A record retention program has many benefits for a business. First, record retention is a good business practice for a business. When a program is properly implemented, everyone will know where information should go and how long it will be kept. It will help the firm eliminate unnecessary storage space, both physical space and disk space on your computer network.
Second, record retention is a valuable risk management tool. There are legal requirements that require the retention of certain records for a specified periods of time, and so the program will assure compliance with those requirements. It should also make litigation/discovery less expensive.
So, how do you create a document retention program? First, understand that a record retention policy pertains to “business records”. A business record is something that has operational, legal, fiscal, or historical value to the business. A business record is not limited to just paper files, but it could be something in any format- a data file, voicemail, or video recording.
Here are the steps for creating a policy:
- Assemble record retention team. Depending on the size of your firm, the number of individuals needed for this will vary- it could be as few as one person. The record retention team will be responsible for implementing the program and continuing to assure compliance on a regular basis. An individual familiar with the firm’s electronic record storage policies should be part of the record retention team.
- Identify the company’s business records. The record retention team members will go through the firm’s records and identify those records that have some operational, legal, fiscal, or historical value.
- Create a record retention policy. Here, you will need to identify and evaluate any existing policies to determine whether the policies continue to serve the needs of the business. Legal requirements will establish the time frames for maintaining certain records. For those records that are not subject to legal requirements, the firm should set policies that best reflect the company’s needs. Record retention is something that each company needs to create on their own, as there is not a one size fits all policy. Records that need to be kept for a specific purpose should be retained for as long as needed, while those which are no longer needed can be destroyed.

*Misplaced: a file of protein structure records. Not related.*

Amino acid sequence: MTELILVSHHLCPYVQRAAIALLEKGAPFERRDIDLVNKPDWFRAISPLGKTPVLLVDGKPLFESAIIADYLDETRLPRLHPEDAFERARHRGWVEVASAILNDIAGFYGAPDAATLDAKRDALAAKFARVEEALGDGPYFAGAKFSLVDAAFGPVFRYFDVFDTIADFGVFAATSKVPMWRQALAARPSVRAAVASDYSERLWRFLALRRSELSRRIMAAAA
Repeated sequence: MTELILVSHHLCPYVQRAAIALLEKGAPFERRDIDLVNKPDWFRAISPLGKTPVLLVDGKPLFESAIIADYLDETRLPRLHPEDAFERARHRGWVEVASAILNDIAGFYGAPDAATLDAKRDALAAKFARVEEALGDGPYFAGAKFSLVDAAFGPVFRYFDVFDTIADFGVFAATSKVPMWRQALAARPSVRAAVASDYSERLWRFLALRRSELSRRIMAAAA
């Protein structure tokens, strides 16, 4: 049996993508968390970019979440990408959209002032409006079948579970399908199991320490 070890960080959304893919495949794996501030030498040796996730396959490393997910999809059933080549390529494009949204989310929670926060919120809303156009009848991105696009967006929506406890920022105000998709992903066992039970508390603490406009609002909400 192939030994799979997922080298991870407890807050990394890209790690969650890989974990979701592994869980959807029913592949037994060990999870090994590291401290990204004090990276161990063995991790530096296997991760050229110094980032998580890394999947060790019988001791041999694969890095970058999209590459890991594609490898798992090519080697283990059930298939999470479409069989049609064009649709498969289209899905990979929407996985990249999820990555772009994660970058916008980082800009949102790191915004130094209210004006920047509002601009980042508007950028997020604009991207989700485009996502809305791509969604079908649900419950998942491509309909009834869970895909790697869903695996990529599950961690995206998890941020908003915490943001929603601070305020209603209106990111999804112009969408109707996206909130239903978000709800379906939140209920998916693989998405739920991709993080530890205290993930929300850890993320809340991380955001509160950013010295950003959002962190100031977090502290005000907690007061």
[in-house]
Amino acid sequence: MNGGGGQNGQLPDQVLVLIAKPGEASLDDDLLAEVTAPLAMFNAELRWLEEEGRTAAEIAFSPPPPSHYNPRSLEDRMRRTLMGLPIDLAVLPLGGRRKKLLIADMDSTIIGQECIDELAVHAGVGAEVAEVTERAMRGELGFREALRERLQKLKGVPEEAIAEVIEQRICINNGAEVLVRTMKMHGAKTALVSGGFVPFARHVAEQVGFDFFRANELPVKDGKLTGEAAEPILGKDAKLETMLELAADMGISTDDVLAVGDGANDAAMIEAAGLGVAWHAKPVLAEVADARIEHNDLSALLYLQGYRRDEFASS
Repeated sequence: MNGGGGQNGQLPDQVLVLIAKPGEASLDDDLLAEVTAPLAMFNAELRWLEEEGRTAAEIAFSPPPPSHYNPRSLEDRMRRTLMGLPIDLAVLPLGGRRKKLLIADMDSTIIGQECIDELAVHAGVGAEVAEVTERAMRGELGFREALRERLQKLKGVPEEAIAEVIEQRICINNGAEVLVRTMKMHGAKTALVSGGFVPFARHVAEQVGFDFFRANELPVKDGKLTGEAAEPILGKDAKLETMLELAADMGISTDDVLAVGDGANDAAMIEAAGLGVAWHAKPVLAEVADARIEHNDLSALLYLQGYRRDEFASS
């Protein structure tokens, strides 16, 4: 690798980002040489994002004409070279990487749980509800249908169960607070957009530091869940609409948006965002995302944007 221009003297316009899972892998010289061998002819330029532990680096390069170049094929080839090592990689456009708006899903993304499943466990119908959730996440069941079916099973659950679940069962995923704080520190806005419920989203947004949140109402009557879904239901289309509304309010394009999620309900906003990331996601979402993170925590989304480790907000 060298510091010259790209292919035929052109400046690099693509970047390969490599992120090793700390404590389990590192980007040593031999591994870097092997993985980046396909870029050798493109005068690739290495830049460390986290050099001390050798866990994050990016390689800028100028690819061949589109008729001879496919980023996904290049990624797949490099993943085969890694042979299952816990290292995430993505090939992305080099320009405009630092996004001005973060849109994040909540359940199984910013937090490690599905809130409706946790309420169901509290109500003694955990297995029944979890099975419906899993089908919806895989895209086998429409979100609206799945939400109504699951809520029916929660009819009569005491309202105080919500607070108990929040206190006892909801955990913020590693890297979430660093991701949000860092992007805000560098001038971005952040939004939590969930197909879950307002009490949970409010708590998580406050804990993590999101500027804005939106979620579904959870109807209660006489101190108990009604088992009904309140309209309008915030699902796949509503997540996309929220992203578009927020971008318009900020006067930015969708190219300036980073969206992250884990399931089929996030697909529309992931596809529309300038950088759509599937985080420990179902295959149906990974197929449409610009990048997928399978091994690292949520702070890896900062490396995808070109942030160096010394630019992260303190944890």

- Legal review. Legal counsel should review since the policy will include records that implicate many different areas of the law such as employment, tax, and state license laws.
- Implementation. All paper files and network directories will need to be reviewed and purged of all records that are past the timelines set in the policy.
- Annual compliance review. Once the program is implemented, you should set a schedule for periodic reviews of the policy and also purge records according to the record retention schedule. If there are multiple record managers, you may want to have the managers provide certifications that they have complied with the policy annually.
Remember, it’s not only important to create the record retention policy, but it’s equally important to make sure that is continued to be followed on a regular basis.